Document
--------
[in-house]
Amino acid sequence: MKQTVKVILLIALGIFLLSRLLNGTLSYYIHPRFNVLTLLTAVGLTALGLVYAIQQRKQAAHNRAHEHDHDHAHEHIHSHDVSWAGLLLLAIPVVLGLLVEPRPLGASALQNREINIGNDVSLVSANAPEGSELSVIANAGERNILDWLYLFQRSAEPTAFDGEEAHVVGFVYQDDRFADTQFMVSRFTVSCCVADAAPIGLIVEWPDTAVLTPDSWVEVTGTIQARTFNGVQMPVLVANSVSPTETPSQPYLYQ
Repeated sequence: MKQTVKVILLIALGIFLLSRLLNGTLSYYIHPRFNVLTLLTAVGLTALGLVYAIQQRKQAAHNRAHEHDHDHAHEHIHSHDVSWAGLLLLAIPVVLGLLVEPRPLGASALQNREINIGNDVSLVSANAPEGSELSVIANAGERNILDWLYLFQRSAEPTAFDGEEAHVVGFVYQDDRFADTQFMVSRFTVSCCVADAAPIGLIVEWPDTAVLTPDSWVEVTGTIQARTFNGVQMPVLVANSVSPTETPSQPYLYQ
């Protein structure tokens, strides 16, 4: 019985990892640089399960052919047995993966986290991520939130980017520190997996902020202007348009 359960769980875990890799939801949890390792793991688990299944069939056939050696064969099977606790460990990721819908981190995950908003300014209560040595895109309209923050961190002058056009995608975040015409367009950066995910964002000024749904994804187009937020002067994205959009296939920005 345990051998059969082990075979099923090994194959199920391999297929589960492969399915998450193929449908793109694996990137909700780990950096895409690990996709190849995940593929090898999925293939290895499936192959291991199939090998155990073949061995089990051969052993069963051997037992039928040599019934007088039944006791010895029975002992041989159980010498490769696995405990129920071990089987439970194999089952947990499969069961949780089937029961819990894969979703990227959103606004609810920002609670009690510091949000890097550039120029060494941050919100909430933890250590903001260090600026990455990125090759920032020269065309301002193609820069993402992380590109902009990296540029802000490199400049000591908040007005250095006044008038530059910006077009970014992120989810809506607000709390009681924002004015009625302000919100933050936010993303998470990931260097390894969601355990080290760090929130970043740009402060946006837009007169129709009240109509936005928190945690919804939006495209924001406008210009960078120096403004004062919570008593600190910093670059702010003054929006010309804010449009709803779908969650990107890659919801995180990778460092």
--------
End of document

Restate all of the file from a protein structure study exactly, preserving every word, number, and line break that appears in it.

[in-house]
Amino acid sequence: MKQTVKVILLIALGIFLLSRLLNGTLSYYIHPRFNVLTLLTAVGLTALGLVYAIQQRKQAAHNRAHEHDHDHAHEHIHSHDVSWAGLLLLAIPVVLGLLVEPRPLGASALQNREINIGNDVSLVSANAPEGSELSVIANAGERNILDWLYLFQRSAEPTAFDGEEAHVVGFVYQDDRFADTQFMVSRFTVSCCVADAAPIGLIVEWPDTAVLTPDSWVEVTGTIQARTFNGVQMPVLVANSVSPTETPSQPYLYQ
Repeated sequence: MKQTVKVILLIALGIFLLSRLLNGTLSYYIHPRFNVLTLLTAVGLTALGLVYAIQQRKQAAHNRAHEHDHDHAHEHIHSHDVSWAGLLLLAIPVVLGLLVEPRPLGASALQNREINIGNDVSLVSANAPEGSELSVIANAGERNILDWLYLFQRSAEPTAFDGEEAHVVGFVYQDDRFADTQFMVSRFTVSCCVADAAPIGLIVEWPDTAVLTPDSWVEVTGTIQARTFNGVQMPVLVANSVSPTETPSQPYLYQ
């Protein structure tokens, strides 16, 4: 019985990892640089399960052919047995993966986290991520939130980017520190997996902020202007348009 359960769980875990890799939801949890390792793991688990299944069939056939050696064969099977606790460990990721819908981190995950908003300014209560040595895109309209923050961190002058056009995608975040015409367009950066995910964002000024749904994804187009937020002067994205959009296939920005 345990051998059969082990075979099923090994194959199920391999297929589960492969399915998450193929449908793109694996990137909700780990950096895409690990996709190849995940593929090898999925293939290895499936192959291991199939090998155990073949061995089990051969052993069963051997037992039928040599019934007088039944006791010895029975002992041989159980010498490769696995405990129920071990089987439970194999089952947990499969069961949780089937029961819990894969979703990227959103606004609810920002609670009690510091949000890097550039120029060494941050919100909430933890250590903001260090600026990455990125090759920032020269065309301002193609820069993402992380590109902009990296540029802000490199400049000591908040007005250095006044008038530059910006077009970014992120989810809506607000709390009681924002004015009625302000919100933050936010993303998470990931260097390894969601355990080290760090929130970043740009402060946006837009007169129709009240109509936005928190945690919804939006495209924001406008210009960078120096403004004062919570008593600190910093670059702010003054929006010309804010449009709803779908969650990107890659919801995180990778460092």